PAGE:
Photo: Chelsea Pauri
Forget scarecrows – monsters are the latest in defending vineyards.
A couple of years ago, Hossoyos had grown a vast array of Virginia vines of a whole-grain plant growing over their vineyards, next to Highway 97 north of Osloos. This is very visible from the road leading to the city.
"He's welcome to Osloos," said Tea Cotty, who owns the land with her husband. "People call it different things," The Monster, "The Scarecrow.
Rising to tens of feet above the ground, the monster is made of a vineyard from Virginia, which has grown for many years around the telephone pillar. The vines were kept clipped in spectral form by Coty's husband.
"He's been around for years but only the last two years has got his eyes," Coty explained. "Two years ago, the local museum looked at him.
She said the site is one of three geocaching sites in the city and often sees visitors picking up and circling around the base looking for the small trace that carries its coordinates.
The monster has many seasons showing bare vineyards in the winter and green in the spring.
"And in autumn it's bright red," said Coty. "And many birds live in it, they make their nests inside it."
There is a lot of maintenance needed to keep a tidy vineyard monster, but Coty said it was worth the positive response of the community.
"He constantly comes to us, it's growth on top of growth and has an old tree underneath and is clean when you look at it closely," said Coty. "We give people who say" Do not take it! " "
Keep an eye out of a vineyard monster on the east side of the highway north of Osoyoos.
Photograph: Penticton Town
District Okanagan Similkameen is studying the impact of the Campbell Mountain landfill and bio-solid composting facility on neighboring properties, as Penticton looks at the hills around the long-term development dump.
While the Campbell Mountain landfill handles the garbage of about 50,000 inhabitants, it is also home to the composting plant of Penticton for a sewage sludge – something that has attracted the anger of nearby people for years.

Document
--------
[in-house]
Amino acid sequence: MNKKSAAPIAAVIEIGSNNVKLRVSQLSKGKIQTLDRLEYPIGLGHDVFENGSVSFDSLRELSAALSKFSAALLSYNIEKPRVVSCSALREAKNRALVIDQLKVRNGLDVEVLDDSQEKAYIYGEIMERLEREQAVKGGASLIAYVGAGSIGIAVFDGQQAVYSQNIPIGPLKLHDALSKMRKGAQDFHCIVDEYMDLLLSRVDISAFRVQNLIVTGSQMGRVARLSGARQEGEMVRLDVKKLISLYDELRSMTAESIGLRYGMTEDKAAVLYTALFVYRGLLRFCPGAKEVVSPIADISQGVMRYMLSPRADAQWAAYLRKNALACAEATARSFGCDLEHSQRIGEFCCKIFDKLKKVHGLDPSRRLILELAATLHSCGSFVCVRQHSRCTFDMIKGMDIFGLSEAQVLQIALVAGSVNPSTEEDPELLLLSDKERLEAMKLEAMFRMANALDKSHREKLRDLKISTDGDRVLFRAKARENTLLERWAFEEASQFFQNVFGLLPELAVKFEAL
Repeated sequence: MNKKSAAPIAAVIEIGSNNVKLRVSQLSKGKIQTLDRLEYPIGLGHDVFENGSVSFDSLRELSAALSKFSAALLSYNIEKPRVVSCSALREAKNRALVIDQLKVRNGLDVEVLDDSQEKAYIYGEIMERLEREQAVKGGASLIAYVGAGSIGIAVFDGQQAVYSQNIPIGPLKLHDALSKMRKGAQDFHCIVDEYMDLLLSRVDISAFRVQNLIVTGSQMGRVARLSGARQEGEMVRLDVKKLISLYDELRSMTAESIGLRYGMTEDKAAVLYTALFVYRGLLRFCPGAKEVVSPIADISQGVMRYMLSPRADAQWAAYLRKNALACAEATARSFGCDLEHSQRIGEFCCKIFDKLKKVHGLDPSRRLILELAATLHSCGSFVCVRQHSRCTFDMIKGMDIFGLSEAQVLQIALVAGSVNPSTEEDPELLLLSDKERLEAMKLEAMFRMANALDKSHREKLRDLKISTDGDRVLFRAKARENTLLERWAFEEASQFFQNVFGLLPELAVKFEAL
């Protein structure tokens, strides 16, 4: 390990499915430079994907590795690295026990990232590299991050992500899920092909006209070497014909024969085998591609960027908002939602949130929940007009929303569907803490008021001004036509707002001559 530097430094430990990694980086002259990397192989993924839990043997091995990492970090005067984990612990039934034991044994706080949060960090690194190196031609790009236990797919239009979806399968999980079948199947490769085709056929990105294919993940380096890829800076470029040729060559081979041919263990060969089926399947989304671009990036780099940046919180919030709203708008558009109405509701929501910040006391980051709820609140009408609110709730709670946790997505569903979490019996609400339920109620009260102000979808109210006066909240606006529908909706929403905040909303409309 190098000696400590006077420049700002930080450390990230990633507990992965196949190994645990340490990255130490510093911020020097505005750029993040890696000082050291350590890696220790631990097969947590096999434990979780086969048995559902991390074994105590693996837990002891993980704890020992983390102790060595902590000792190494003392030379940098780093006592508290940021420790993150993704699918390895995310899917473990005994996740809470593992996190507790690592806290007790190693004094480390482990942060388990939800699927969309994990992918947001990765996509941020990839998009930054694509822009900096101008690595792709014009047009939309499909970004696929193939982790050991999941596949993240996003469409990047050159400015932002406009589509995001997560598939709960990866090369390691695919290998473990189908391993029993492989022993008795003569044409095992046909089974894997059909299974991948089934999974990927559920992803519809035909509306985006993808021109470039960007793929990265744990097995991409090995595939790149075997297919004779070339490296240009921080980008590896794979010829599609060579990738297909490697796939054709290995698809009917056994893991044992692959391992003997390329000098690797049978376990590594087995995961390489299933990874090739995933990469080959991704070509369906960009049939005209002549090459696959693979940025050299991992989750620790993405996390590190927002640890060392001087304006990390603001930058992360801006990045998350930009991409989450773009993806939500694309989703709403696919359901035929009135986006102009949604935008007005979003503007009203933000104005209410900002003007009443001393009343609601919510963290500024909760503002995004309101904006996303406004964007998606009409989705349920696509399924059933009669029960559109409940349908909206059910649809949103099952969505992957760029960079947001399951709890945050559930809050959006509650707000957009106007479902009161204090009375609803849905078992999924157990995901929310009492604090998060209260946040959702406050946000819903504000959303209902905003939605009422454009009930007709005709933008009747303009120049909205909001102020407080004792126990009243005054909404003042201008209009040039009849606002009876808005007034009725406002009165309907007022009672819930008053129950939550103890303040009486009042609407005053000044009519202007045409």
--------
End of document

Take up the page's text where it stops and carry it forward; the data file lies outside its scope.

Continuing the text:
Now that the city of Penticton is in the middle of rewriting its official Community plan for the first time since 2002, the issue will be dealt with in detail.
"The unpleasant impact is something that needs to be taken into account when looking at site development," said Cameron Bauchen, RDOS Coordinator for Solid Waste Management. – What troubles can be expected in this common area and what homeowners could expect if they accumulate in this area.
"It's a very difficult decision for the city to do, say no to an entrepreneur, and we just try to lead them," he added.
Baughen referred to a similar study conducted by the city of Kelowna, which ends with $ 12 million worth of land purchases in the proposed build-up to prevent complaints from the Glenmore landfill.
RDOS is struggling to find a home for a new regional composting site for food waste and sludge from wastewater treatment. The board failed to reach a consensus on the site after Summerland rejected the proposal for its landing in 2017.
Baughen says the issue of a regional composting facility will be returned before the board next month, although Summerland has already applied for a grant to improve its own compost and sewage sludge.
The Kempball Mountain Depot is a RDOS facility on a hired Penticton city.
Photo: Colin Dakre
Chief Clarence Louis at a national park media event in 2017
Major Clarence Louis of the Indian Orchestra Osoyoos says he has not yet been sold for the concept of a South Carolina National Park Reserve.
In an open letter earlier this month, Louis said he and OIB had not received enough information "to have an educated opinion of whether they are for or against a reserve of a national park."
"I am a national park, if great, if the feasibility study and negotiation meetings will lead to an agreement that covers many questions and concerns that people from the Okaganan First Nations have," Louis continues.